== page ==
Car Pro which was the first racing game in history to incorporate color graphics. In 1976, Taito released Crashing Race, a simultaneous
two-player competitive car racing game where each player tries to crash as many computer-controlled
cars as possible to score points. Sega’s Road Race, introduced a three-dimensional,
third-person roadside scene, displaying a constantly changing forward-scrolling S-shaped
road. The player had to try and avoid other cars and avoid going off the road while also
racing against a clock. That same year, Sega released Moto-Cross,
an early black-and-white racing game, that also used an early three-dimensional, third-person
perspective. In August 76 the game was rebranded as Man
T.T, which Sega later rebranded again as Fonz, as a tie-in for the popular sitcom Happy Days.
The game displayed a constantly changing forward-scrolling road and the player’s bike in a third-person
perspective where the aim was to steer the vehicle across the road racing against the
clock while avoiding any on-coming motorcycles. The game also introduced the use of haptic
feedback, which caused the motorcycle handlebars to vibrate during a collision with another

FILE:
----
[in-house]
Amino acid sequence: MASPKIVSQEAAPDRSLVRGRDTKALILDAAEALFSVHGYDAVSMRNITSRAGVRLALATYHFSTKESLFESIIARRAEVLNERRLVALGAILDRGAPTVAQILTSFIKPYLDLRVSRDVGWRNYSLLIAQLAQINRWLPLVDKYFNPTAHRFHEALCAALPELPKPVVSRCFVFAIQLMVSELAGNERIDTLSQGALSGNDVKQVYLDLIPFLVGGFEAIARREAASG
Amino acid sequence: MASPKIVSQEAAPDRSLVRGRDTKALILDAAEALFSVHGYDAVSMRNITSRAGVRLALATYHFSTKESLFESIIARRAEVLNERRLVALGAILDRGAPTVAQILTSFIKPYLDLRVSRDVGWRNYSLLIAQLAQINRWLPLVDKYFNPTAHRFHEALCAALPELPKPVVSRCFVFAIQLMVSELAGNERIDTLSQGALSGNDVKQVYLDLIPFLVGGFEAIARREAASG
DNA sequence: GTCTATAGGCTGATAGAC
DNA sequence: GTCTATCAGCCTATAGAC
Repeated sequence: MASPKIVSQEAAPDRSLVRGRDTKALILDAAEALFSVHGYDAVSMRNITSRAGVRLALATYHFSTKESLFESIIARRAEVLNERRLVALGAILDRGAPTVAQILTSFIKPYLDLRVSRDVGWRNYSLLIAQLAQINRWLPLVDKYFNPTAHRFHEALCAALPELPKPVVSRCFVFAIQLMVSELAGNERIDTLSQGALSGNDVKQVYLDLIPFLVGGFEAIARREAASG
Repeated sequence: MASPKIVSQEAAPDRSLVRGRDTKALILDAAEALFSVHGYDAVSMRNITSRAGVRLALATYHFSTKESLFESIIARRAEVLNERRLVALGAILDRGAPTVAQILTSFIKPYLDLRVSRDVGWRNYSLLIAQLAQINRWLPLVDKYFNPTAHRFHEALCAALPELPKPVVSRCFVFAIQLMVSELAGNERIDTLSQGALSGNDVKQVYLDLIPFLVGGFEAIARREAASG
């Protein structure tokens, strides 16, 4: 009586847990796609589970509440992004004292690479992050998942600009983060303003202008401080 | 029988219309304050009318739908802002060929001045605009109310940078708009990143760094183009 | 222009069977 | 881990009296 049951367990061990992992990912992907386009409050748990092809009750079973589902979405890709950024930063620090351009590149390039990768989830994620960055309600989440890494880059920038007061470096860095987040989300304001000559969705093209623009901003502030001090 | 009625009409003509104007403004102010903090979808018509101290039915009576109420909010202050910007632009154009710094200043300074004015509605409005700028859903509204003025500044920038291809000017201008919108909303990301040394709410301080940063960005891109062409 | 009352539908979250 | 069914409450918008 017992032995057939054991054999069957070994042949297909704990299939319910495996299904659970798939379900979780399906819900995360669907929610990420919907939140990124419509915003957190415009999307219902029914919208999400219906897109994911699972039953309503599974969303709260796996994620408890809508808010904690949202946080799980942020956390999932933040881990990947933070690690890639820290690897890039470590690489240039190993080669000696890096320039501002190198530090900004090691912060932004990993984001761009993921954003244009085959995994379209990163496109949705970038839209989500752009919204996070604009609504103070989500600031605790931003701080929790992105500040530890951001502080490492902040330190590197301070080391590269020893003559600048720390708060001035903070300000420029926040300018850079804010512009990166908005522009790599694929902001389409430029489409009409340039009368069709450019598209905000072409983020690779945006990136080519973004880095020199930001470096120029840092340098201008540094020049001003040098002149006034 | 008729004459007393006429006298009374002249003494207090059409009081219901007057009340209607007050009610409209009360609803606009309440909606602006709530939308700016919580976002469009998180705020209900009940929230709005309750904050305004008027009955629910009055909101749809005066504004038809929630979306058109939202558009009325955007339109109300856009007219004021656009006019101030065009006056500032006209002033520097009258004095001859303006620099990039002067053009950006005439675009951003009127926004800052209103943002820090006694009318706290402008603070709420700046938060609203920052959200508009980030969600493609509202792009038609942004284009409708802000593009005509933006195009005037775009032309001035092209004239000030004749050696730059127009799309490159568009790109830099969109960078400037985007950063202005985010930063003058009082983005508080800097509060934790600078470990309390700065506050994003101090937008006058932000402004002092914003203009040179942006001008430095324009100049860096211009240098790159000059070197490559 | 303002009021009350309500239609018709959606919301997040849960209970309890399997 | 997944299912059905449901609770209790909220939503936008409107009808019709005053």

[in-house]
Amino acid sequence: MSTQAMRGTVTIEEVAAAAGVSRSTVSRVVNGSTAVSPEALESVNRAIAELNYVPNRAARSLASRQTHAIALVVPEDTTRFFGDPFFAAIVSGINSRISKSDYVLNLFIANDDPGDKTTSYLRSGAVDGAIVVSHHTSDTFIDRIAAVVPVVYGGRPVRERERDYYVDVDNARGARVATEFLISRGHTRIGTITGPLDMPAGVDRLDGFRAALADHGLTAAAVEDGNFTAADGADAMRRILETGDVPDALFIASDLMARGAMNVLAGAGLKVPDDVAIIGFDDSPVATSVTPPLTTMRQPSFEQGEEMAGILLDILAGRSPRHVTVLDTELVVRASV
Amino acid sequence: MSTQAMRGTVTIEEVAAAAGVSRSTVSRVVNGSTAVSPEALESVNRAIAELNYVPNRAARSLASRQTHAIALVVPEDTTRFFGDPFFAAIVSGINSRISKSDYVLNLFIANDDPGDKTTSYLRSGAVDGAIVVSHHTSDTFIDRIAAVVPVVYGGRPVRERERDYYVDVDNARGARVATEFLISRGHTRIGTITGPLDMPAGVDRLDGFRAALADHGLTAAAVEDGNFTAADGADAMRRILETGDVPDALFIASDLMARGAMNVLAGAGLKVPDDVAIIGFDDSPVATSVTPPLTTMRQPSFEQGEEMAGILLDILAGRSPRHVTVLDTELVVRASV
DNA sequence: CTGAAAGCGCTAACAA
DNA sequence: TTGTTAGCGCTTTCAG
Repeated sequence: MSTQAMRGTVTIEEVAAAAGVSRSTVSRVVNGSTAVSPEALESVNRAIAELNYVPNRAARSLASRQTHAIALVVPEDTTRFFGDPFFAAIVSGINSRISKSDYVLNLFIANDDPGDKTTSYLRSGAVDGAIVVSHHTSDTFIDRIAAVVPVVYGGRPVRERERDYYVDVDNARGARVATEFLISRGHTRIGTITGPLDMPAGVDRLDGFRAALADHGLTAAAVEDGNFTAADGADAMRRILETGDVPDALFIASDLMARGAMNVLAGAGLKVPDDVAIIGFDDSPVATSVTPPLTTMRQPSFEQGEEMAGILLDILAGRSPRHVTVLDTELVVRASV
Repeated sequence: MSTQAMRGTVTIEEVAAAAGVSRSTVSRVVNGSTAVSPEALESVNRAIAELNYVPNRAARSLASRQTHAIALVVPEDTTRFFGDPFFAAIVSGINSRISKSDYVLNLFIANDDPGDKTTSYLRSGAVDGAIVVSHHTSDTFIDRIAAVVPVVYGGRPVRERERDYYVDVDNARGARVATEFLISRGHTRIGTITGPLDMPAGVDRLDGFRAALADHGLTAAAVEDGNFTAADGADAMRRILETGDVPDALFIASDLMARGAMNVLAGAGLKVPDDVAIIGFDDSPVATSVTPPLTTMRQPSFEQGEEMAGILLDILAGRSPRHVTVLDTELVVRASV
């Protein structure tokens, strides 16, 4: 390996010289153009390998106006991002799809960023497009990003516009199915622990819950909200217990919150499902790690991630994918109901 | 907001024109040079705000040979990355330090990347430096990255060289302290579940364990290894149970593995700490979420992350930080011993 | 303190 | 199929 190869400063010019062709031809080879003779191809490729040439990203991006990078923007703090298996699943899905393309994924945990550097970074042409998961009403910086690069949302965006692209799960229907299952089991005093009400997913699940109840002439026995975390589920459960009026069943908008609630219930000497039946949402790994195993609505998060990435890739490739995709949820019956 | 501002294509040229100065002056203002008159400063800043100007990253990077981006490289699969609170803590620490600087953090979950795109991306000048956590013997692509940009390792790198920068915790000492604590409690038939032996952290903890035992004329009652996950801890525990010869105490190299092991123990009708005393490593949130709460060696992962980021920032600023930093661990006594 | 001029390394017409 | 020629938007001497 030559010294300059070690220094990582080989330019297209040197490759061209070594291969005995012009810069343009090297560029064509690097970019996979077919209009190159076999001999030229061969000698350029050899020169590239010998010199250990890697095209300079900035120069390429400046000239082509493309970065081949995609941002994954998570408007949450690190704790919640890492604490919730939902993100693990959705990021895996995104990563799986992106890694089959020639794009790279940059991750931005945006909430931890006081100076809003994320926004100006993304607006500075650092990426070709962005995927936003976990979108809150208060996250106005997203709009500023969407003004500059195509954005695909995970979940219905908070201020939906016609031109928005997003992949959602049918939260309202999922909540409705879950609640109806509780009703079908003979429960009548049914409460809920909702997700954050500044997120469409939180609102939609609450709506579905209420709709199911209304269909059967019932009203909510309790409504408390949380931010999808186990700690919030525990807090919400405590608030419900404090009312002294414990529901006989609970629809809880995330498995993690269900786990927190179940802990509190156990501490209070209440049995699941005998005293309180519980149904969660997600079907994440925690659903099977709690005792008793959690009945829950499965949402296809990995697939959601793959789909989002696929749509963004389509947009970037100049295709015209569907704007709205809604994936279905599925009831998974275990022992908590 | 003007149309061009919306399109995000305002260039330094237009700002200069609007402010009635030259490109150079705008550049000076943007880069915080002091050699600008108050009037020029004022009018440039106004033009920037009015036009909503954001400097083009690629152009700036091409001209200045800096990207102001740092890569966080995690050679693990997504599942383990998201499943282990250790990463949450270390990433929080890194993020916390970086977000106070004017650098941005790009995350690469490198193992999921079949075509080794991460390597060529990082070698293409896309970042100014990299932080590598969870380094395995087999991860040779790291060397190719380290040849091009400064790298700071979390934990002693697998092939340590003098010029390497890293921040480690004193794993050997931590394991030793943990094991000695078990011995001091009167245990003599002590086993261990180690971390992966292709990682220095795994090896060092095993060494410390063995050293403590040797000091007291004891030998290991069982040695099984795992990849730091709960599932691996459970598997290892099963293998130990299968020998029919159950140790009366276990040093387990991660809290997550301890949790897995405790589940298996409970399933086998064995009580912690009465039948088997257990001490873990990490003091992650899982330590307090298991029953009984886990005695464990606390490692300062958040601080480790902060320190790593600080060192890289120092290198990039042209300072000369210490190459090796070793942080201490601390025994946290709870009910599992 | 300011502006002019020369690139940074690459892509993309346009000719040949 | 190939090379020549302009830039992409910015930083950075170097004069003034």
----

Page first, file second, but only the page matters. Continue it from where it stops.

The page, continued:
vehicle. In October 1976, Atari released Night Driver
which is considered one of the earliest first-person racing video games. Due to limitations of
arcade technology at the time though, it used a printed plastic insert laid under the screen
to represent the car, and like Gran Trek 10, the player raced against a clock rather than
onscreen opponents. In 1977, Micronetics released Night Racer,
a first-person car racing game similar to Night Driver, while Sega released Twin Course
T.T., an early simultaneous competitive two-player motorbike racing game. Road Champion, released by Taito in 1978,
was another overhead-view racing game where players had to race ahead of opposing cars
while avoiding collisions and cross the finish line first to become the winner. In 1979, Sega’s Head On was a racing game
that played like a maze chase game and is thus considered a precursor to the 1980 hit
Pac-Man. Monaco GP, released by Sega in 1979, improved